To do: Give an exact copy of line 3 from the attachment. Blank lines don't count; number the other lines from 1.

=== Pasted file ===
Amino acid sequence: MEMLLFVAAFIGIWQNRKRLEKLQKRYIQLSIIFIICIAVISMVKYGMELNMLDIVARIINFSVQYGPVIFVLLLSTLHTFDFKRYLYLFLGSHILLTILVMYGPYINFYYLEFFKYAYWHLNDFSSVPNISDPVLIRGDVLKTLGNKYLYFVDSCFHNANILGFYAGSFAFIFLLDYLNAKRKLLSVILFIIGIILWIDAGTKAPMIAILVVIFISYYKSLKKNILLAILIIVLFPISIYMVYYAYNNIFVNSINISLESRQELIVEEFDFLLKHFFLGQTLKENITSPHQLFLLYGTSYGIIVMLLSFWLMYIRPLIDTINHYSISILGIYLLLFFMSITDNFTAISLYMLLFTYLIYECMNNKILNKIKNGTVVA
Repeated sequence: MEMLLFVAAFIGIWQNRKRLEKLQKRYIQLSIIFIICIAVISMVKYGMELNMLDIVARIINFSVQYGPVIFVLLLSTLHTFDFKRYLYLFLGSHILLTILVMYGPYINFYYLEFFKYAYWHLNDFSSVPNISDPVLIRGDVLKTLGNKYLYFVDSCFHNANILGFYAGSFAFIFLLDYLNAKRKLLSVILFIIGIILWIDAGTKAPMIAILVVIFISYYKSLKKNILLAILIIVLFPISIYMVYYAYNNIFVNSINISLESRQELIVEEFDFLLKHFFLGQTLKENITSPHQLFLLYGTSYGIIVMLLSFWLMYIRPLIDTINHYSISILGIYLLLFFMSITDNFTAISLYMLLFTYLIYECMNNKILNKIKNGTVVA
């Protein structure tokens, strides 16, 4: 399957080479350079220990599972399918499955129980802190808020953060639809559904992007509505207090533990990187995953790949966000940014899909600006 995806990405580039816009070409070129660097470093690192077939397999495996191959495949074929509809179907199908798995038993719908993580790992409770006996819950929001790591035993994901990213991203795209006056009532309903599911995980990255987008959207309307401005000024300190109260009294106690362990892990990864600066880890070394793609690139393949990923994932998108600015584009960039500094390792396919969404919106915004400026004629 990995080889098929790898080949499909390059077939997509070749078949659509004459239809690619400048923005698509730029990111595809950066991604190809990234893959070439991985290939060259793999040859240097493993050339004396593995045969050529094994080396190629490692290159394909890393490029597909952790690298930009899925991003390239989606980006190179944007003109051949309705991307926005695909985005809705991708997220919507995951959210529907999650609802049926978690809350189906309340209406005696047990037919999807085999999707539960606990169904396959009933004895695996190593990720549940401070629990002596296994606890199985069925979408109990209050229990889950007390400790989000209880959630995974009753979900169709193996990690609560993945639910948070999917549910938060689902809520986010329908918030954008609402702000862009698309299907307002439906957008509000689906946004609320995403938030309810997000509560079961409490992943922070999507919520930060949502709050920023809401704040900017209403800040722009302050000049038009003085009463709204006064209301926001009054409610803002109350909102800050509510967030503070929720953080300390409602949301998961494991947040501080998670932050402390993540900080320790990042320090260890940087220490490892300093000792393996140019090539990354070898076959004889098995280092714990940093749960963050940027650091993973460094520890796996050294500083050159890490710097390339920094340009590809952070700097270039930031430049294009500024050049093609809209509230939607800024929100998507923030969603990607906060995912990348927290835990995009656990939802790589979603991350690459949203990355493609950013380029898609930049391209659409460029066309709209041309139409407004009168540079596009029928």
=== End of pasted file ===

């Protein structure tokens, strides 16, 4: 399957080479350079220990599972399918499955129980802190808020953060639809559904992007509505207090533990990187995953790949966000940014899909600006 995806990405580039816009070409070129660097470093690192077939397999495996191959495949074929509809179907199908798995038993719908993580790992409770006996819950929001790591035993994901990213991203795209006056009532309903599911995980990255987008959207309307401005000024300190109260009294106690362990892990990864600066880890070394793609690139393949990923994932998108600015584009960039500094390792396919969404919106915004400026004629 990995080889098929790898080949499909390059077939997509070749078949659509004459239809690619400048923005698509730029990111595809950066991604190809990234893959070439991985290939060259793999040859240097493993050339004396593995045969050529094994080396190629490692290159394909890393490029597909952790690298930009899925991003390239989606980006190179944007003109051949309705991307926005695909985005809705991708997220919507995951959210529907999650609802049926978690809350189906309340209406005696047990037919999807085999999707539960606990169904396959009933004895695996190593990720549940401070629990002596296994606890199985069925979408109990209050229990889950007390400790989000209880959630995974009753979900169709193996990690609560993945639910948070999917549910938060689902809520986010329908918030954008609402702000862009698309299907307002439906957008509000689906946004609320995403938030309810997000509560079961409490992943922070999507919520930060949502709050920023809401704040900017209403800040722009302050000049038009003085009463709204006064209301926001009054409610803002109350909102800050509510967030503070929720953080300390409602949301998961494991947040501080998670932050402390993540900080320790990042320090260890940087220490490892300093000792393996140019090539990354070898076959004889098995280092714990940093749960963050940027650091993973460094520890796996050294500083050159890490710097390339920094340009590809952070700097270039930031430049294009500024050049093609809209509230939607800024929100998507923030969603990607906060995912990348927290835990995009656990939802790589979603991350690459949203990355493609950013380029898609930049391209659409460029066309709209041309139409407004009168540079596009029928």